Look out for the Mermaids at Istruga & Brna
Many men have fallen for the charms and beauty of mermaids. Many mermaids have yearned to be human and to walk the earth. It is said that mermaids live at the bottom of Brna Bay and can be found sunbathing off Istruga. The great Odysseus, during his travels around the islands of Croatia, stopped here for a few days and enjoyed the company of the mermaids.
Not all the love affairs with the mermaids ended so happily though. A local young man fell deeply in love with a mermaid, who against her family protests chose to give up her mermaid life to live on the land. Upon hearing this, her father who had bequeathed her to a Greek king threatened to turn them both into stone. To protect her true love, the mermaid dived back into the sea, never to see her young man again. You can find a statue of the mermaid at Brna Bay.
Turkish Pirates & Kumpanija
There are three very impressive and different sword dances performed on Korcula Island – the Moreska, the Kumpanija and the Mostra. The knightly dances commemorate the island’s defence against various attacks and are symbolic for each village and town they are performed in.
In 1571 a battle took place close to Blato between the local people and Turkish pirates. The heroic islanders formed Kumpanija, an army, and were victorious. Every year a great re-enactment of the Battle of Gica and a performance of the Kumpanija sword dance are staged in Blato.
The Turks also caused problems in the Bay of Brna. The port which was originally built to ship wine from Smokvica saw an invasion of Turkish pirates in 1715. The parish priest, Don Marko Bono from Zrnovo, along with 23 residents of Smokvica were captured to be sold as slaves. Indeed, he was sold for 100 sequins and later brought back by his relatives for the inflated rate of 141 sequins! The residents of Smokvica also perform the Kumpanija to demonstrate their power against the Turkish invader.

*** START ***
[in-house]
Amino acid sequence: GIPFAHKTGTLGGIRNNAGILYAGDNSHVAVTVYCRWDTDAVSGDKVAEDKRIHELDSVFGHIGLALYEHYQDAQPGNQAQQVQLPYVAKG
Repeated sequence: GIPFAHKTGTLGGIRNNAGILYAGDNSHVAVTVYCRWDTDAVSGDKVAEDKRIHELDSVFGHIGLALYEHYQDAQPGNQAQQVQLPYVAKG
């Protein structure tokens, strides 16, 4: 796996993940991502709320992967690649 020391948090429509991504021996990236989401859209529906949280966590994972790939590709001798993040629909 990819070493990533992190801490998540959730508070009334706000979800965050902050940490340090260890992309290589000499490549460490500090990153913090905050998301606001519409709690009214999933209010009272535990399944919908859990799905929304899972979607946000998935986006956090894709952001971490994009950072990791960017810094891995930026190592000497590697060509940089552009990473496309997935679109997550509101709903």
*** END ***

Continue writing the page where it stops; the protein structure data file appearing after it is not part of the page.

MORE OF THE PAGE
A Love Story and a Cake
This story dates back to Napoleonic times. A little history precedes the story. The French army invaded Korcula Island to defeat Napoleon and his throng, who had conquered the whole of Dalmatia. During this time a young French soldier (who was also a keen baker) and a young Blato girl fell in love, but their love was short as he had to leave. On his departure, he left her a sweet bread and told his love “n’oublie pas” (do not forget). Not understanding French, the girl in her upset state had thought she heard “lumblija” and thought it was referencing the cake.
Today the lumblija cake is traditionally prepared and symbolises lost love or the people we have loved and lost. The cakes are typically made around All Saints Day. At the start of November, a Lumblija Festival takes place in Blato and the best cake is awarded a prize. The cakes are then shared with loved ones and in memory of people who are no longer with us.
Vela Spila & the Great Flood
The cave in Vela Luka is an important pre-historical archaeological site, but it’s also the stage for our final story. Times were very hard for the cave-people as the weathers changed and hunting became a struggle. The chief hunter went out one day to provide food for his community and happened upon a doe. The doe was actually the animal body for a nymph who lived in the area. Despite the nymph’s protestations not to kill the doe (and ultimately her), he did so anyway. The nymph was a child of God and in His fury, He unleashed a flood which engulfed the whole area. This, in turn, carved a great bay in the land which formed Vela Luka.
No doubt by my writing of these stories, I have added my own embellishment and layer, but that I think, is the beauty of a good tale! What was your favourite story and legend from Korcula? Or do have one to share from where you live? Let us know in the comments below.